Greater Wellington Regional Council's chairman will not tolerate any blame if Transmission Gully isn't open by Christmas and says the transport agency cannot wash its hands of the road's outstanding consents.
While the 27km highway is close to physically being finished, there are also 45 consent tasks which need completing for the road to open, along with safety and quality assurance checks.
But as of November 12, just seven of those tasks were completed, with 36 underway and progressed to varying degrees. Two were not yet started.
Waka Kotahi NZTA has been at pains to point out that it's up to the builder to demonstrate that the necessary requirements have been met, which will then require sign-off by the regional council as the regulator.
But council chairman Daran Ponter is concerned at any "suggestion" the council is or going to hold up that process.
"That couldn't be further from the truth. We will move heaven and earth to give certificates of compliance for the resource consents, but they have to be in our hands to be able to do that and they have to do all the necessary work to the appropriate standard", Ponter said.
"I just simply am not going to tolerate any blame on the regional council. The consent requirements have been known for many many years, the road builder has known what's been required of them, NZTA has known what's been required of them, we are waiting for their documentation."
Waka Kotahi transport services general manager Brett Gliddon said by clearly outlining the roles and responsibilities of each of the parties involved in the work necessary to complete and open the road, Waka Kotahi was providing transparency to the public.
"And is not seeking to place blame on any party for any possible delay in opening Transmission Gully", Gliddon added.
The road was meant to open on September 27, but was delayed due to the Covid-19 Delta outbreak.
The four-lane motorway is being built by a public-private partnership (PPP), the Wellington Gateway Partnership (WGP), with CPB Contractors and HEB Construction sub-contracted to carry out the design and construction.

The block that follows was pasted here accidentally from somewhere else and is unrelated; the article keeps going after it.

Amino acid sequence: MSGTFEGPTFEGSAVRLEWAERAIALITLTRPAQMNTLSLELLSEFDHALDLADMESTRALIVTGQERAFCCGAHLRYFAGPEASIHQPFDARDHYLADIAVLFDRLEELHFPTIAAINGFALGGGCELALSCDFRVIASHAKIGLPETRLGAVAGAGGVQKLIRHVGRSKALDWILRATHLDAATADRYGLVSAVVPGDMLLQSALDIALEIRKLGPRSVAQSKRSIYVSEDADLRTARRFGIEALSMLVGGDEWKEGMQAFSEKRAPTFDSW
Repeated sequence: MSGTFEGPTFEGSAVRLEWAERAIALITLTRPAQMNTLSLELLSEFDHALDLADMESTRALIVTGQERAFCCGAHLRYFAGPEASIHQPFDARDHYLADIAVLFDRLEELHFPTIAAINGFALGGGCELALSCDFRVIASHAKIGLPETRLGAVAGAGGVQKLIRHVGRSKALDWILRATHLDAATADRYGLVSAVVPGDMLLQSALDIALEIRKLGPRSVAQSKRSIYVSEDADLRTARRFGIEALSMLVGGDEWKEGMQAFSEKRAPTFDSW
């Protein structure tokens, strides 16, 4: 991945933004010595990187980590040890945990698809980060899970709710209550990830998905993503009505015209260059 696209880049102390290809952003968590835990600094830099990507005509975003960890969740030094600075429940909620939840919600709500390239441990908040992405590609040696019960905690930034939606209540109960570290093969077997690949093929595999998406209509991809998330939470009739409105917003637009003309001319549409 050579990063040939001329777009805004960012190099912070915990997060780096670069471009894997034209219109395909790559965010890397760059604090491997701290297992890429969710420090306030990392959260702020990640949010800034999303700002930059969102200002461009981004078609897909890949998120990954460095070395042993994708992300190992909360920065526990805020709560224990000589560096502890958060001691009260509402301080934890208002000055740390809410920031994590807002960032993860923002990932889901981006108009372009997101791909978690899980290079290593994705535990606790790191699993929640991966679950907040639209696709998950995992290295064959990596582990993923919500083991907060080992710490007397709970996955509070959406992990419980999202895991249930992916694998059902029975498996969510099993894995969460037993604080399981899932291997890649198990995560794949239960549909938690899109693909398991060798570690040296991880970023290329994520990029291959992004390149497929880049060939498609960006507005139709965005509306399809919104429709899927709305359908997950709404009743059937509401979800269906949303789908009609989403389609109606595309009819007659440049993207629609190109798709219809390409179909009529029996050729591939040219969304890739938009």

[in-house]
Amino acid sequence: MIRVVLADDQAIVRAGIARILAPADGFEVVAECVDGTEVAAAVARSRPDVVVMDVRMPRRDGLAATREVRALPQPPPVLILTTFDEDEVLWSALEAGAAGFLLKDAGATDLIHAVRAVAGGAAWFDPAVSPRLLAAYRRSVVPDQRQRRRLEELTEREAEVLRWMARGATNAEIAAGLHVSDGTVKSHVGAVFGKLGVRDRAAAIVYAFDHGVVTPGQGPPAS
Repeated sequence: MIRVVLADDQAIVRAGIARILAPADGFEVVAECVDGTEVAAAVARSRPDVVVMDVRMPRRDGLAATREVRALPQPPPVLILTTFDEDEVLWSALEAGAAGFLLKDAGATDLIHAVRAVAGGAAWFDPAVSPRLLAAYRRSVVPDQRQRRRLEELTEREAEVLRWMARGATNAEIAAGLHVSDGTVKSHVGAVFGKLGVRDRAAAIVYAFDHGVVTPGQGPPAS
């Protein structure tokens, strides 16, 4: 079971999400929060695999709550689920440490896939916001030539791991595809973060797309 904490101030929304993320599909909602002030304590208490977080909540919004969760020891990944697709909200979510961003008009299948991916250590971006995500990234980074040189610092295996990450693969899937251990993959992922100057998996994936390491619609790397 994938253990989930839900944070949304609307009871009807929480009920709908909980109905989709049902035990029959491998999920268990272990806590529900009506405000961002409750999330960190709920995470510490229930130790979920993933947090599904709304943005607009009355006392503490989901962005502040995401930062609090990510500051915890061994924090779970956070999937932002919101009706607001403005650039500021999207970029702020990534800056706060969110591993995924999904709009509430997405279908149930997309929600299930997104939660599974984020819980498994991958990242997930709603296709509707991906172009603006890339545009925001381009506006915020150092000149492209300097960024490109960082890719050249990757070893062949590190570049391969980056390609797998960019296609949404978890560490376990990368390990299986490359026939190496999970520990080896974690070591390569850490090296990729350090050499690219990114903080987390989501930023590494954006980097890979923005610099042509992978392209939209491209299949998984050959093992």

Ponter noted Waka Kotahi was both the consent holder and the contract holder.
"They cannot wash their hands of this, the road builder and NZTA are joined at the hip, unfortunately for them both."
Ponter said the council was acting in its capacity as a regulator.
"We work to ensure the environment doesn't become a casualty of poor construction methodology, shoddy processes, fast-tracking things, and not paying due attention."
Gliddon noted Waka Kotahi has provided support as well as engaging an independent chairperson to manage a working group to assist the relevant parties in dealing with the consents.
The Waka Kotahi Transmission Gully project team has also provided environmental and planning expertise throughout the project, he said.
Waka Kotahi wants the road to open by Christmas, but it remains to be seen whether that's wishful thinking.
There is still no official opening date and negotiations over the Covid-19 fallout are yet to be settled.
The latest project update said northbound work on the road surface where Transmission Gully will connect with the existing State Highway was finished over the weekend.
Southbound paving was scheduled to take place this weekend, Waka Kotahi advised.
"Waka Kotahi NZ Transport Agency is reminding people that while the road may start to look finished, the safety, compliance and assurance tests still need to be completed for the road to open safely to traffic."